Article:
On Monday, Michael R. Bloomberg, former New York City mayor and figurehead of an enormous news organization, announced that he would spare the country his candidacy for president. The late, teased potential announcement was largely an irritation, like a loud drill that would repeatedly suddenly turn on at various increments, usually when you were finally sure it had completed its work for good.
“I’ve always been drawn to impossible challenges, and none today is greater or more important than ending the partisan war in Washington and making government work for the American people—not lobbyists and campaign donors,” he wrote in a column published this afternoon on said enormous news organization’s platform. “I’m flattered that some think I could provide this kind of leadership.”
“But when I look at the data, it’s clear to me that if I entered the race, I could not win. I believe I could win a number of diverse states—but not enough to win the 270 Electoral College votes necessary to win the presidency.”
Bloomberg continued to condemn both Donald Trump and Ted Cruz, calling Trump’s campaign “the most divisive and demagogic presidential campaign I can remember.”
They covertly assembled a network of several dozen strategists and staff members, conducted polling in 22 states, drafted a website, produced television ads and set up campaign offices in two states—Texas and North Carolina—where the process of gathering petitions to put Mr. Bloomberg’s name on the ballot would have begun in days.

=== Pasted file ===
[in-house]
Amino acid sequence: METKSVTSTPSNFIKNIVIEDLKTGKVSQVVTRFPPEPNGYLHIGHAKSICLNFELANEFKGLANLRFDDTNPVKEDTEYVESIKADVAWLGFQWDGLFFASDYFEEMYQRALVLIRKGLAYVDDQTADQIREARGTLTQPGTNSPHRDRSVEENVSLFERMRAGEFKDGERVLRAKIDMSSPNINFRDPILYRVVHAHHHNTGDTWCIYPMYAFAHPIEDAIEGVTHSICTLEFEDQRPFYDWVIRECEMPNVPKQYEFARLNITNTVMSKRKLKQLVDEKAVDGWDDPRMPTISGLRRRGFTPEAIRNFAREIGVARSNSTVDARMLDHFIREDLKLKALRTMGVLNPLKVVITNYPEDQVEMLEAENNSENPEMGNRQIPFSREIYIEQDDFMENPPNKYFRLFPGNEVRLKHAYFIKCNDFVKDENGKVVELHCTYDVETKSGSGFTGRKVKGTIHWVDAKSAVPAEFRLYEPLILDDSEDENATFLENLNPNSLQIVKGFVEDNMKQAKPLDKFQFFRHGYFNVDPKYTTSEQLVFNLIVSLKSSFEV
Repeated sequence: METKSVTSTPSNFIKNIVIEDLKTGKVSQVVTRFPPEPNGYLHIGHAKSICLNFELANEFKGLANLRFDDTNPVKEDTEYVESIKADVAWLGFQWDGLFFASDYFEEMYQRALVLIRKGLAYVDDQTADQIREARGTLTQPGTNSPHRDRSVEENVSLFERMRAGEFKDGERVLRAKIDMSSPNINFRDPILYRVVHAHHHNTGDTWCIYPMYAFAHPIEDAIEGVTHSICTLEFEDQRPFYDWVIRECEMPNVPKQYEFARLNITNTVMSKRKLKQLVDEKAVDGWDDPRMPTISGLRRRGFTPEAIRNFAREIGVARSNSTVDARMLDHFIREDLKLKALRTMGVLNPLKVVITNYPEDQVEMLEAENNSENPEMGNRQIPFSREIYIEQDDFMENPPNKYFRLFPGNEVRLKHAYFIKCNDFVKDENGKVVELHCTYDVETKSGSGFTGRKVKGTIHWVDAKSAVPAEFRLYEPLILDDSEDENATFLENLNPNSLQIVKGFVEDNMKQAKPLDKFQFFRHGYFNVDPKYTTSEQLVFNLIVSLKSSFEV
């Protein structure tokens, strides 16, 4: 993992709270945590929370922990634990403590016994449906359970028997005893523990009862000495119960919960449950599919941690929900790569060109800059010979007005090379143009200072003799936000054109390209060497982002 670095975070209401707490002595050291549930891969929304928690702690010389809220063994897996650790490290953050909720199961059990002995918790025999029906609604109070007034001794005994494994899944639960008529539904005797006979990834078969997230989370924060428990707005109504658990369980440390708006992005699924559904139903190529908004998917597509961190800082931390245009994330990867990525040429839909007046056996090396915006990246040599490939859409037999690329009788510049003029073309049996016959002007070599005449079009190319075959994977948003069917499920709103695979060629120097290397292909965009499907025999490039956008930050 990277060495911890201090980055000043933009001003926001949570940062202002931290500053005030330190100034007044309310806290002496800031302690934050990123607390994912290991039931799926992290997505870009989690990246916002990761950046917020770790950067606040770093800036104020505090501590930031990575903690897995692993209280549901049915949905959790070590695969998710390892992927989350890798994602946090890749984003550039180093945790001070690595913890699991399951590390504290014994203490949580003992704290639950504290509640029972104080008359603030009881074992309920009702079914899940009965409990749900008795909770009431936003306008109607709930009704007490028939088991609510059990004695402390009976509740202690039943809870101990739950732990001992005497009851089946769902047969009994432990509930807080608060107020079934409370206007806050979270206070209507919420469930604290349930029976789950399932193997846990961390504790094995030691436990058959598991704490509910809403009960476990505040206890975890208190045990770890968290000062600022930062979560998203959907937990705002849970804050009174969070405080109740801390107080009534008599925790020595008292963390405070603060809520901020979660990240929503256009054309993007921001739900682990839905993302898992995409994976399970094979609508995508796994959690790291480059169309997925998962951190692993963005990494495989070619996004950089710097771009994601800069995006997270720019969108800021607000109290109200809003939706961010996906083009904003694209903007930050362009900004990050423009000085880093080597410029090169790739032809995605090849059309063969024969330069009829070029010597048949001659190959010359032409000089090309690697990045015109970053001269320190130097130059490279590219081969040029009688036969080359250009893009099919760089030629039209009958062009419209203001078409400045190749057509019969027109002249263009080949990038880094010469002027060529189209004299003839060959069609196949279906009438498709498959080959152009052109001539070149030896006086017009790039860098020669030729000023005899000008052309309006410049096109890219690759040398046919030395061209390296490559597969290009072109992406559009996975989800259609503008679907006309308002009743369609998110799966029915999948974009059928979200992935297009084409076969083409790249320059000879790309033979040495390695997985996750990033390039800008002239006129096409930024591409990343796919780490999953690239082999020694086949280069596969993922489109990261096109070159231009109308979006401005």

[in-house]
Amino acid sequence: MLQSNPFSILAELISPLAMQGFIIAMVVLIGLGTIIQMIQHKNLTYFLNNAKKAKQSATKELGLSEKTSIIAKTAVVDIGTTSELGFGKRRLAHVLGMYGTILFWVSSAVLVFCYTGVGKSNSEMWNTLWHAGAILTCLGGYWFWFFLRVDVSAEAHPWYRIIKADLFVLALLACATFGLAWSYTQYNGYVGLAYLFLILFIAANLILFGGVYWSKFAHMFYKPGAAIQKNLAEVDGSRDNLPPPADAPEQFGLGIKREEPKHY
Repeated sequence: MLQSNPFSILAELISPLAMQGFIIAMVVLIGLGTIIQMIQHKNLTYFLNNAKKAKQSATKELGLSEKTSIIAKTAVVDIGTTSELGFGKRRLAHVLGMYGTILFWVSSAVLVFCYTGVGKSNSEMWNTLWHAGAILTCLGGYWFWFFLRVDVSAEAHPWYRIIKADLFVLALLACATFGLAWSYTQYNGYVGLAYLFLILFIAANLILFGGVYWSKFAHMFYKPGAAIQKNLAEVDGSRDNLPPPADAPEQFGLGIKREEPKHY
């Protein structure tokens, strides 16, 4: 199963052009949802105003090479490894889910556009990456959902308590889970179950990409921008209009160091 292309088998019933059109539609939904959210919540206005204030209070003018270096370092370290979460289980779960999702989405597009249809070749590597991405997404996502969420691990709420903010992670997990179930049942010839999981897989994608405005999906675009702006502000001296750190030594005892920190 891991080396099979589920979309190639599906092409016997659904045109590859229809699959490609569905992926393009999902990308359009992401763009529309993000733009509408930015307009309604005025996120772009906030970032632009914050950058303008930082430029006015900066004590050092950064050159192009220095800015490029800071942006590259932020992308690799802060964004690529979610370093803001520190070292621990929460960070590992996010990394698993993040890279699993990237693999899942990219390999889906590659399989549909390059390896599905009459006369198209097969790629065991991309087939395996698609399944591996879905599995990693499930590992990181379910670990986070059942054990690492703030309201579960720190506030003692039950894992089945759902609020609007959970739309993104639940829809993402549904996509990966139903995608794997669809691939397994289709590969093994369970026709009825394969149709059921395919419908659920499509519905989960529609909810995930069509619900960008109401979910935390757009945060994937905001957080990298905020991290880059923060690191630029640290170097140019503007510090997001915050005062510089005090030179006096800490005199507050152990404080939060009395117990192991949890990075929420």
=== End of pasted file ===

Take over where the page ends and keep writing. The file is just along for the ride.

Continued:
Mr. Bloomberg held extensive talks with Michael G. Mullen, the retired admiral and former chairman of the Joint Chiefs of Staff, about forming an independent ticket. Lawyers for Mr. Bloomberg had completed the process of vetting Mr. Mullen, and all that remained was for Mr. Bloomberg to ask formally that Mr. Mullen serve as his running mate.
Bloomberg had also tapped Milton Glaser, designer behind the “I Love New York” campaign, and Swedish industrial designer Thomas Meyerhoffer to come up with some logos. Potential slogans included “All Work and No Party,” and “Fix It.” The Times even has a rough cut of a Bloomberg commercial, which boasts of Bloomberg’s middle-class upbringing and how he would not—in this scenario that is now dead—take political contributions.
So it turns out all that drilling actually was building a little skyscraper, which they eventually decided to bulldoze without filling it with anything.
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